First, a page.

Artificial intelligence has promised to revolutionize our lives, taking over the mundane tasks of daily existence, from prewriting "smart" email replies to driving our car through rush hour traffic. In the PR realm, AI has been touted as equal parts something to celebrate (no more manual coverage reports!) and fear (er, so long, means of employment). But the truth, as usual, lies somewhere in between. Some form of intelligent technology is already embedded in the PR industry, from the tools we use to find new audiences and monitor evolving conversations to modern media placement. Bloomberg News uses AI to generate coverage on some 3,500 earnings reports every quarter.
Here's the good news about artificial intelligence: the Terminator vision of the future, where smart machines turn on humanity, is unlikely. But here's the bad news: we could be heading for disaster anyway thanks to this revolutionary technology. That, at least, is the conclusion of the filmmakers behind Machine, who spent the past year researching the state of play in AI in the hope their documentary might provoke some serious thinking on the subject before it's too late. The documentary Machine ponders the ethical questions posed by the rise of artificial intelligence, including the nature of interactions between humans and sexbots.Credit:Finch "There's a lot of decisions we're making right now that will have ripple effects for decades to come," says Justin Krook, the director of the film. "In the whole history of humanity we've never had so much power at our disposal, and we only have one chance to get these decisions right. "People are worried about the robot apocalypse but that's not exactly the biggest threat we're facing here.
Who wouldn't like to get more done in less time? That's the idea behind Siri Shortcuts, a popular Apple app for iPhone and iPad, and built into the upcoming iOS 13 operating system, out in beta release now with a full upgrade due this fall soon after new iPhones hit in September. As the name suggests, Siri Shortcuts link the voice-controlled personal assistant you already know with time-saving shortcuts for tasks you want to perform. By simply asking for it – or tapping the screen if you're not in a place to freely use your voice – your iPhone or iPad can quickly heed your request. In other words, Siri Shortcuts – previously known as Workflow – fuses small actions to yield big results.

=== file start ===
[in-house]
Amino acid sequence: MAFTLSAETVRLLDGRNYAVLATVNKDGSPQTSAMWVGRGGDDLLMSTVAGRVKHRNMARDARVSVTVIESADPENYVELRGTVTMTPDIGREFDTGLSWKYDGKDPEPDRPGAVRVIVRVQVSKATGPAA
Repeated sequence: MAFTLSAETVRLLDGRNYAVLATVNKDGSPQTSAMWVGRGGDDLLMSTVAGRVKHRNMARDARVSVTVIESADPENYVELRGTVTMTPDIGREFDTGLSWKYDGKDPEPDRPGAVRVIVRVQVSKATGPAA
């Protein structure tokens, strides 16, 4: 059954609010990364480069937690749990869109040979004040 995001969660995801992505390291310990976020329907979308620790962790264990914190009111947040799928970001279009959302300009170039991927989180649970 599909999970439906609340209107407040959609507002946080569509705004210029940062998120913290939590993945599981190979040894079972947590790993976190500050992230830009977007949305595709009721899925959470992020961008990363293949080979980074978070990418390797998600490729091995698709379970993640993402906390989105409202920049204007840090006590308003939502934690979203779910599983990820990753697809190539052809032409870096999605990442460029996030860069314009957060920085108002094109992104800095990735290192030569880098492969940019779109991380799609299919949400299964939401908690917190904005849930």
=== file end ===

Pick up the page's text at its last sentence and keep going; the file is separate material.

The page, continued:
It is early July, almost 30C outside, but Mihkel Jäätma is thinking about Christmas. In a co-working space in Soho, the 39-year-old founder and CEO of Realeyes, an "emotion AI" startup which uses eye-tracking and facial expression to analyse mood, scrolls through a list of 20 festive ads from 2018. He settles on The Boy and the Piano, the offering from John Lewis that tells the life story of Elton John backwards, from megastardom to the gift of a piano from his parents as a child, accompanied by his timeless heartstring-puller Your Song. The ad was well received, but Jäätma is clearly unconvinced. He hits play, and the ad starts, but this time two lines – one grey (negative reactions), the other red (positive) – are traced across the action.